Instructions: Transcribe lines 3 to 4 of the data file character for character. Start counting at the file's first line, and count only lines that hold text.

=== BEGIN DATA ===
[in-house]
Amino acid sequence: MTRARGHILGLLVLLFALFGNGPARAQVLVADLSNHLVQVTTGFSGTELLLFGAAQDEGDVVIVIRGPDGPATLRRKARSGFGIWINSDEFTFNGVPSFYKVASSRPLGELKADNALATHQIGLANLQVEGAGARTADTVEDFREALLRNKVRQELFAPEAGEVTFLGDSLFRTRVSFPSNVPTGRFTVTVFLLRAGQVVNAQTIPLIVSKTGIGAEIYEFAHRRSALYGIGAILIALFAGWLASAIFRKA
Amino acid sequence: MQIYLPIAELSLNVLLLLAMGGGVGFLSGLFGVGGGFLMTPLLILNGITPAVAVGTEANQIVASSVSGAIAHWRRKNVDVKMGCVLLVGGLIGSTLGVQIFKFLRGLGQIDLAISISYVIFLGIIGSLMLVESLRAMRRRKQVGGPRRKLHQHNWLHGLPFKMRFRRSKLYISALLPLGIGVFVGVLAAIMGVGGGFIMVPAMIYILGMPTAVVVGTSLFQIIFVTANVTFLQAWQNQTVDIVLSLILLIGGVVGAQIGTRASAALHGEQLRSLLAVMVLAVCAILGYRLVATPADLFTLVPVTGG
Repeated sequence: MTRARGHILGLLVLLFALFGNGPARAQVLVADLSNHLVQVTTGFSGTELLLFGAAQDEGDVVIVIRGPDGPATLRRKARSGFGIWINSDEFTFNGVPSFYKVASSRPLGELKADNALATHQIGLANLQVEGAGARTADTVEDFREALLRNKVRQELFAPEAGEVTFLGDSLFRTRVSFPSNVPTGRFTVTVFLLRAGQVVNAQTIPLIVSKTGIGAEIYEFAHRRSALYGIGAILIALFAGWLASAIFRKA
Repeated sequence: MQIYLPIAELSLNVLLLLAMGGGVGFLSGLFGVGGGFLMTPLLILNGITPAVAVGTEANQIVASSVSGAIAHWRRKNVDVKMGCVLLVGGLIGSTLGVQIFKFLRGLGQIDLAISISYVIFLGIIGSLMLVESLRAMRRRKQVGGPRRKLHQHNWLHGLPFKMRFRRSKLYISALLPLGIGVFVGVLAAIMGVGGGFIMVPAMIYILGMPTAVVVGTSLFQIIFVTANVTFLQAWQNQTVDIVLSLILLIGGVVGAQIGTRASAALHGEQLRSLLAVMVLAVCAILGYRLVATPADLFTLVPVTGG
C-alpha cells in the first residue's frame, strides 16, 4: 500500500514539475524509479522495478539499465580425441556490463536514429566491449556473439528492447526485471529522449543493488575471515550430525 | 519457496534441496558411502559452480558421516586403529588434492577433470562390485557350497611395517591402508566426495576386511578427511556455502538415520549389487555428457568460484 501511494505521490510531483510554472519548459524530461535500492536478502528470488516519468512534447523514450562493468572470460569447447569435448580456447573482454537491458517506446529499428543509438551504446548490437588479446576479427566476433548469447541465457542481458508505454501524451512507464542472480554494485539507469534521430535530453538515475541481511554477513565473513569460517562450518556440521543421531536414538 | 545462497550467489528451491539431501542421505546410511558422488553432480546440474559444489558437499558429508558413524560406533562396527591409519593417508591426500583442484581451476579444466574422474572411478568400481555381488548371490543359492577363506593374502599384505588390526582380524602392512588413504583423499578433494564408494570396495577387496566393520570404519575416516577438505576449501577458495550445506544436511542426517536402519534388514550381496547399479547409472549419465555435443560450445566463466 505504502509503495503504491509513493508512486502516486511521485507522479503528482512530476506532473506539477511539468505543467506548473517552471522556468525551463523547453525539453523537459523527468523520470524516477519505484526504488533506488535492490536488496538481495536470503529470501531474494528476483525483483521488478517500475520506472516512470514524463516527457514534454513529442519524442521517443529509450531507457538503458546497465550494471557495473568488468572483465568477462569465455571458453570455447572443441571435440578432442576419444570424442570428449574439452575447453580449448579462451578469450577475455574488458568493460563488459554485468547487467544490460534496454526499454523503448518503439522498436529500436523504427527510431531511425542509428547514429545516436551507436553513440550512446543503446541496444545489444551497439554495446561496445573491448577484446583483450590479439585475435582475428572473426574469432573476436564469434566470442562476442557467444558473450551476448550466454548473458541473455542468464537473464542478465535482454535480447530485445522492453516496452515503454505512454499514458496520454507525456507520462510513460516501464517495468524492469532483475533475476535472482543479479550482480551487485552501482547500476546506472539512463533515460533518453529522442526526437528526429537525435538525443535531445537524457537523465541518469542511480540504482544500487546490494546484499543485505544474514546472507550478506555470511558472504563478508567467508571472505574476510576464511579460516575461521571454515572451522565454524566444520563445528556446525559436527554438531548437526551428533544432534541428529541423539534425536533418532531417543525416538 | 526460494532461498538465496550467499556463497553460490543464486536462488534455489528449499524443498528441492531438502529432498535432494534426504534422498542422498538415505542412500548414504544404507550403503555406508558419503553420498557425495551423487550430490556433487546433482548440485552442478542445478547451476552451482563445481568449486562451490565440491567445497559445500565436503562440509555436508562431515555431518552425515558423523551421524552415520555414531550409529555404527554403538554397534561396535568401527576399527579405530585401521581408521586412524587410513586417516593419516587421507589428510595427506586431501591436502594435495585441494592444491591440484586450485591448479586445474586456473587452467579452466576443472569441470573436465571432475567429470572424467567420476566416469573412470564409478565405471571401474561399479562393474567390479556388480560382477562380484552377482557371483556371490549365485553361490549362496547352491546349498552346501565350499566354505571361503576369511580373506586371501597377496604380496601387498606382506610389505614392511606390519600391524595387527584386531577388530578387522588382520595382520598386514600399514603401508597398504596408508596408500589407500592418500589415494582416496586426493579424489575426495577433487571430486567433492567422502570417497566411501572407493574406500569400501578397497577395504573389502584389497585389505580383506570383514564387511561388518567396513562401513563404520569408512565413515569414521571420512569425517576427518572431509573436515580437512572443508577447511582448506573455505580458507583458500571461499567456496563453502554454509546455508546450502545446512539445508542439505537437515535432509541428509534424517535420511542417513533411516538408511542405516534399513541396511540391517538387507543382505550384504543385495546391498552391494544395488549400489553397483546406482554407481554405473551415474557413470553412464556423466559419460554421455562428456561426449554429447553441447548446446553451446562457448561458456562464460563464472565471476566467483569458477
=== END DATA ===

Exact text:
Amino acid sequence: MQIYLPIAELSLNVLLLLAMGGGVGFLSGLFGVGGGFLMTPLLILNGITPAVAVGTEANQIVASSVSGAIAHWRRKNVDVKMGCVLLVGGLIGSTLGVQIFKFLRGLGQIDLAISISYVIFLGIIGSLMLVESLRAMRRRKQVGGPRRKLHQHNWLHGLPFKMRFRRSKLYISALLPLGIGVFVGVLAAIMGVGGGFIMVPAMIYILGMPTAVVVGTSLFQIIFVTANVTFLQAWQNQTVDIVLSLILLIGGVVGAQIGTRASAALHGEQLRSLLAVMVLAVCAILGYRLVATPADLFTLVPVTGG
Repeated sequence: MTRARGHILGLLVLLFALFGNGPARAQVLVADLSNHLVQVTTGFSGTELLLFGAAQDEGDVVIVIRGPDGPATLRRKARSGFGIWINSDEFTFNGVPSFYKVASSRPLGELKADNALATHQIGLANLQVEGAGARTADTVEDFREALLRNKVRQELFAPEAGEVTFLGDSLFRTRVSFPSNVPTGRFTVTVFLLRAGQVVNAQTIPLIVSKTGIGAEIYEFAHRRSALYGIGAILIALFAGWLASAIFRKA